If you thought choosing between a single or double room was tough, imagine the struggle for the Residence Admissions Office as they attempted to squeeze in 200 additional students this year into residence due to the high enrollment growth of the university.

Historically, McMaster has guaranteed residence space for students entering first year who meet the academic cut-off average. And while the 12 residence buildings on campus house 3,578 students, the large majority of whom are first years, enrollment growth and higher entrance averages have led to this capacity being exceeded by nearly 400 students in an earlier forecast.

To deal with these matters, Housing and Conference Services followed through on a contingency plan which alters traditionally large double rooms, and converts them into three-person units. Each unit has a loft bed on top, a desk and wardrobe underneath, thereby maximizing the workable space in the room.

“We are using what is called an Expanded Space Plan to create the equivalent of 200 extra bed spaces within residence to accommodate the overage. As for the other 200 students [of the 400 surplus], they often choose for whatever reason to not participate in the residence experience,” explained Kevin Beatty, director of Housing and Conference Services.

McMaster University has grown in popularity over the years as a site for higher-level education and innovation. The Class of 2020 is possibly the biggest year yet, with enrollment numbers estimated to be 14 percent above that of the year prior.

“The quality of McMaster’s teaching and learning and our reputation continues to attract more and more students to come here,” said Melissa Pool, the University Registrar.

While the numbers certainly do serve as a testimony for the quality of education McMaster offers, it also creates a tricky situation for the residences to deliver in terms of quality of living. “We did not want to diminish the student experience by just randomly assigning people rooms. We wanted to make sure it is our best effort to make [the rooms] as comfortable as possible,” said Beatty.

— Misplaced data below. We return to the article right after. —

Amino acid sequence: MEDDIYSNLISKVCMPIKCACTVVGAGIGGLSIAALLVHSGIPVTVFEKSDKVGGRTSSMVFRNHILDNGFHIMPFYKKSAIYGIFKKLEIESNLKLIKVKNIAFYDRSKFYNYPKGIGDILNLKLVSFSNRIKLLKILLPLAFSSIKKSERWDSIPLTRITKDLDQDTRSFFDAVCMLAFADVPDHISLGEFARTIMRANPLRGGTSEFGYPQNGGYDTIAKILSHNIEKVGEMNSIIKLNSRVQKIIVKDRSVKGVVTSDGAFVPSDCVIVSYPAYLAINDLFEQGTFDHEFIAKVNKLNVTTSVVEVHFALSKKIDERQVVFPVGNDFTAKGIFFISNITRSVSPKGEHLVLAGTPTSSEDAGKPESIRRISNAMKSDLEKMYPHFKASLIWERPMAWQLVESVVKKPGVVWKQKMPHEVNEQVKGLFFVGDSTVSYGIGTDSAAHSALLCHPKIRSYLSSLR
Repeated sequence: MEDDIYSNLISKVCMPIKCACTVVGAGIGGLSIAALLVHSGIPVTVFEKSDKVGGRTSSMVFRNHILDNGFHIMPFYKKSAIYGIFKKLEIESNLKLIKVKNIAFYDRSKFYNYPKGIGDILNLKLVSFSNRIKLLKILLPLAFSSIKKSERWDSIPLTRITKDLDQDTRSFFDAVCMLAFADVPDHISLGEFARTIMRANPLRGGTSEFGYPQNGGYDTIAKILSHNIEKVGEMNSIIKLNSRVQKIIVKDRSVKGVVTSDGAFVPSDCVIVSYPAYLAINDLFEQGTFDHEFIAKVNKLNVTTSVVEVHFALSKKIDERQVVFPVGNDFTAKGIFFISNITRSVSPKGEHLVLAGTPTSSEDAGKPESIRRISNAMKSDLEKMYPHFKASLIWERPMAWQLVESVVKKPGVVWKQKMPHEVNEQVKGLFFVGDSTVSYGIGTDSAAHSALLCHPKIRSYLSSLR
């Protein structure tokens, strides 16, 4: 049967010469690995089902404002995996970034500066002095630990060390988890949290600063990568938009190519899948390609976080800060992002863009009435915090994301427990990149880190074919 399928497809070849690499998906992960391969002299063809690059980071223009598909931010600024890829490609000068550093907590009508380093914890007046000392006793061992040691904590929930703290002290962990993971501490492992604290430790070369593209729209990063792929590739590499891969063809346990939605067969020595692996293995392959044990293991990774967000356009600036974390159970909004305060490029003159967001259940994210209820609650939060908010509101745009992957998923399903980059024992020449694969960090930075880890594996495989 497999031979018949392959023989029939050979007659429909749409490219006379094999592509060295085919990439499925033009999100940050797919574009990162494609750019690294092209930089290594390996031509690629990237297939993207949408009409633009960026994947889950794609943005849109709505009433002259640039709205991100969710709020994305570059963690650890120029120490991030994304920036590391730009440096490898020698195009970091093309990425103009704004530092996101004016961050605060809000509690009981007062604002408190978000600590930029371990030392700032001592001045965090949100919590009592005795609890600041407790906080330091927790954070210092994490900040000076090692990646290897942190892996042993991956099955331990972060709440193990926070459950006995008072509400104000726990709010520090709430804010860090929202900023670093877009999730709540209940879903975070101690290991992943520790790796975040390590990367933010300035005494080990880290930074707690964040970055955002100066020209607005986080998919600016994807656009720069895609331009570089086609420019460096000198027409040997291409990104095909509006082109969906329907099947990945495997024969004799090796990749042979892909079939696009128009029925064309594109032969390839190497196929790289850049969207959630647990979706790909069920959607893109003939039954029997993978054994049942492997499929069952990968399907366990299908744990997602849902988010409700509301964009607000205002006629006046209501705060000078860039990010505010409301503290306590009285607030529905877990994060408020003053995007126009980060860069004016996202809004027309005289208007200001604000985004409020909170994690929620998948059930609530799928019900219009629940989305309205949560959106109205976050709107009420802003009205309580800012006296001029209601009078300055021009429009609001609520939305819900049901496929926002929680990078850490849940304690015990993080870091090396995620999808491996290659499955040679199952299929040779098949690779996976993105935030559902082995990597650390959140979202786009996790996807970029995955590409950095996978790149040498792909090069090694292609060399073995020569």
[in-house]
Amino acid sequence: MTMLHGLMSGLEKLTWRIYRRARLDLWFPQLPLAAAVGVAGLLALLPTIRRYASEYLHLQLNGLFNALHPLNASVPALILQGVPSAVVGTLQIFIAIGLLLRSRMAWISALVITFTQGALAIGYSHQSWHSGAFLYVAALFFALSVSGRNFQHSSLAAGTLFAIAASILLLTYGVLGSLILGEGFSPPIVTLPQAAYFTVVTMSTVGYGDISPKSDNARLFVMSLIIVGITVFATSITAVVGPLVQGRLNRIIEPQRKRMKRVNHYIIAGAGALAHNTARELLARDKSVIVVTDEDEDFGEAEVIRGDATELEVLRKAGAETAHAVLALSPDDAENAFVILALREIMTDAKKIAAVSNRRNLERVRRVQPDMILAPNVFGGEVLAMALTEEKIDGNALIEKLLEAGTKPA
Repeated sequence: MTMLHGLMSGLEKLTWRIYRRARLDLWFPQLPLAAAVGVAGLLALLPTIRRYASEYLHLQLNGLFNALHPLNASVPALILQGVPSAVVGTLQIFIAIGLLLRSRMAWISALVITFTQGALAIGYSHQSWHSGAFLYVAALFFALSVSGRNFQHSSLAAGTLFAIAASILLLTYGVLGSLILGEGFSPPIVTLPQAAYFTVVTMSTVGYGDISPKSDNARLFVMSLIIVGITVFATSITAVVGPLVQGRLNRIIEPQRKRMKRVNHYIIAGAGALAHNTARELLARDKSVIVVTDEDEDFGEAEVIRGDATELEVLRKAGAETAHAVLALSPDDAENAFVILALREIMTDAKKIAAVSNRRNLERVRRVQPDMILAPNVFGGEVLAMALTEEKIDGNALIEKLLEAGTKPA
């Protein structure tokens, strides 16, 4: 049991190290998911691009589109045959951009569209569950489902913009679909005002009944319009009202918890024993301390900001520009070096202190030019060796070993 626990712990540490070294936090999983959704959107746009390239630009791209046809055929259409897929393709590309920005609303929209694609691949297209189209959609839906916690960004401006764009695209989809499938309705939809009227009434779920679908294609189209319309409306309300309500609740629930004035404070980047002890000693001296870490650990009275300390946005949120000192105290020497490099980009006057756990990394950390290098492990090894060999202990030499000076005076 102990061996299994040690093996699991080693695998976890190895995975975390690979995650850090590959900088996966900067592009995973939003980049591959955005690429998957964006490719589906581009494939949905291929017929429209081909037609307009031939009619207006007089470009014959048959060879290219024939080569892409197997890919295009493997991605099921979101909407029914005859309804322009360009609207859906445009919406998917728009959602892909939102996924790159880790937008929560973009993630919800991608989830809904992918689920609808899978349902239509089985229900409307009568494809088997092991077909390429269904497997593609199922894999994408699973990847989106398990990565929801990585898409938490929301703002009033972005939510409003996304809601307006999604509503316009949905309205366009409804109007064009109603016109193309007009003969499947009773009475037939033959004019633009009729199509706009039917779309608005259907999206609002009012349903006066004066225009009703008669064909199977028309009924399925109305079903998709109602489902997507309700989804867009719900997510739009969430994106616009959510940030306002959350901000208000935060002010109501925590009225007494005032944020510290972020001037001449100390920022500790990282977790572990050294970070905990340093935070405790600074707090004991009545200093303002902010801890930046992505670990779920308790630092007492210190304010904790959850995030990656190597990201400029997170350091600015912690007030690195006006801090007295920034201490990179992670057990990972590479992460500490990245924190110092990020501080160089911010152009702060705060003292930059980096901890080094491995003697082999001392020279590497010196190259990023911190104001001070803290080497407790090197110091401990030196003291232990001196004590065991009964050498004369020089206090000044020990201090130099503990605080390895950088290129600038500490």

“We also spent a significant amount of money upgrading the furniture in the Expanded Space rooms. They have brand new furniture and brand new mattresses, so even though the students have a little less space to themselves, the living space is beautiful,” Beatty added.

While there are plans for a new building with student housing options to be complete by 2019, it is unlikely that all first-year students would be given guaranteed residence. The current system being used is an academic average cut-off of 81 per cent or higher to guarantee residence.

And while this may seem open to large deviations between years, the reality is that any change to the guaranteed residence cut-off average would require collaboration amongst all faculties. With programs and faculties all varying in their own acceptance averages, it is important to ensure a proper distribution of students from across all faculties living on residence.

This is certainly not the first time student rooms have been modified to accommodate more students. “A similar situation with the extended space plan was put in place in 2002 and 2011, and although the plan would be to return to the current occupancy level next year, we will watch the enrollment target and respond to it appropriately,” said Beatty.

“The key thing is that we do not sacrifice the quality of the student experience and we are able to deliver on an experience we think is important to students,” Beatty affirmed.

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